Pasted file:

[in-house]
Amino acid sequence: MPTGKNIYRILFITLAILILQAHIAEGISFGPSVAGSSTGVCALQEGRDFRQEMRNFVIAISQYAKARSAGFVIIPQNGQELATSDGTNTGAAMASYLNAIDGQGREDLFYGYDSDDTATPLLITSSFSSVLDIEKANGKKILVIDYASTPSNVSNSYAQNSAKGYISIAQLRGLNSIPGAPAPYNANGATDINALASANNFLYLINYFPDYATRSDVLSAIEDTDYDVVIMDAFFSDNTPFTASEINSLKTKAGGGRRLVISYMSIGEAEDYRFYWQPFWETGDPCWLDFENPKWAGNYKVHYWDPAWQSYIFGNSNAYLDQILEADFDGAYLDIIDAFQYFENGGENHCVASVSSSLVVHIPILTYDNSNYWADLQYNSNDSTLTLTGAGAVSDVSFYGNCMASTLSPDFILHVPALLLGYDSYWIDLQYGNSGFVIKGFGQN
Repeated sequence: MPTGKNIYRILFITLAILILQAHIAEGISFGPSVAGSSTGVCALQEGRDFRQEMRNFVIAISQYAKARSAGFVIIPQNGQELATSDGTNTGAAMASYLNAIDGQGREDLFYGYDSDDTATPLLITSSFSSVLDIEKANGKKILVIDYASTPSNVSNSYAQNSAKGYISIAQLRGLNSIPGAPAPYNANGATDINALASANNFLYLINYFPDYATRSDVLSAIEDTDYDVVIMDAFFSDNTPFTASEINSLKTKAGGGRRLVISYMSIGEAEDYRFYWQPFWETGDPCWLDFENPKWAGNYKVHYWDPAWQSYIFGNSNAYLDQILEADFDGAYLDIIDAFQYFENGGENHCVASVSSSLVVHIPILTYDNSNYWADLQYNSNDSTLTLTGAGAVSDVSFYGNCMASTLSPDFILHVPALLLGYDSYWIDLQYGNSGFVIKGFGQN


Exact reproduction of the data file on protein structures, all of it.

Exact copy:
[in-house]
Amino acid sequence: MPTGKNIYRILFITLAILILQAHIAEGISFGPSVAGSSTGVCALQEGRDFRQEMRNFVIAISQYAKARSAGFVIIPQNGQELATSDGTNTGAAMASYLNAIDGQGREDLFYGYDSDDTATPLLITSSFSSVLDIEKANGKKILVIDYASTPSNVSNSYAQNSAKGYISIAQLRGLNSIPGAPAPYNANGATDINALASANNFLYLINYFPDYATRSDVLSAIEDTDYDVVIMDAFFSDNTPFTASEINSLKTKAGGGRRLVISYMSIGEAEDYRFYWQPFWETGDPCWLDFENPKWAGNYKVHYWDPAWQSYIFGNSNAYLDQILEADFDGAYLDIIDAFQYFENGGENHCVASVSSSLVVHIPILTYDNSNYWADLQYNSNDSTLTLTGAGAVSDVSFYGNCMASTLSPDFILHVPALLLGYDSYWIDLQYGNSGFVIKGFGQN
Repeated sequence: MPTGKNIYRILFITLAILILQAHIAEGISFGPSVAGSSTGVCALQEGRDFRQEMRNFVIAISQYAKARSAGFVIIPQNGQELATSDGTNTGAAMASYLNAIDGQGREDLFYGYDSDDTATPLLITSSFSSVLDIEKANGKKILVIDYASTPSNVSNSYAQNSAKGYISIAQLRGLNSIPGAPAPYNANGATDINALASANNFLYLINYFPDYATRSDVLSAIEDTDYDVVIMDAFFSDNTPFTASEINSLKTKAGGGRRLVISYMSIGEAEDYRFYWQPFWETGDPCWLDFENPKWAGNYKVHYWDPAWQSYIFGNSNAYLDQILEADFDGAYLDIIDAFQYFENGGENHCVASVSSSLVVHIPILTYDNSNYWADLQYNSNDSTLTLTGAGAVSDVSFYGNCMASTLSPDFILHVPALLLGYDSYWIDLQYGNSGFVIKGFGQN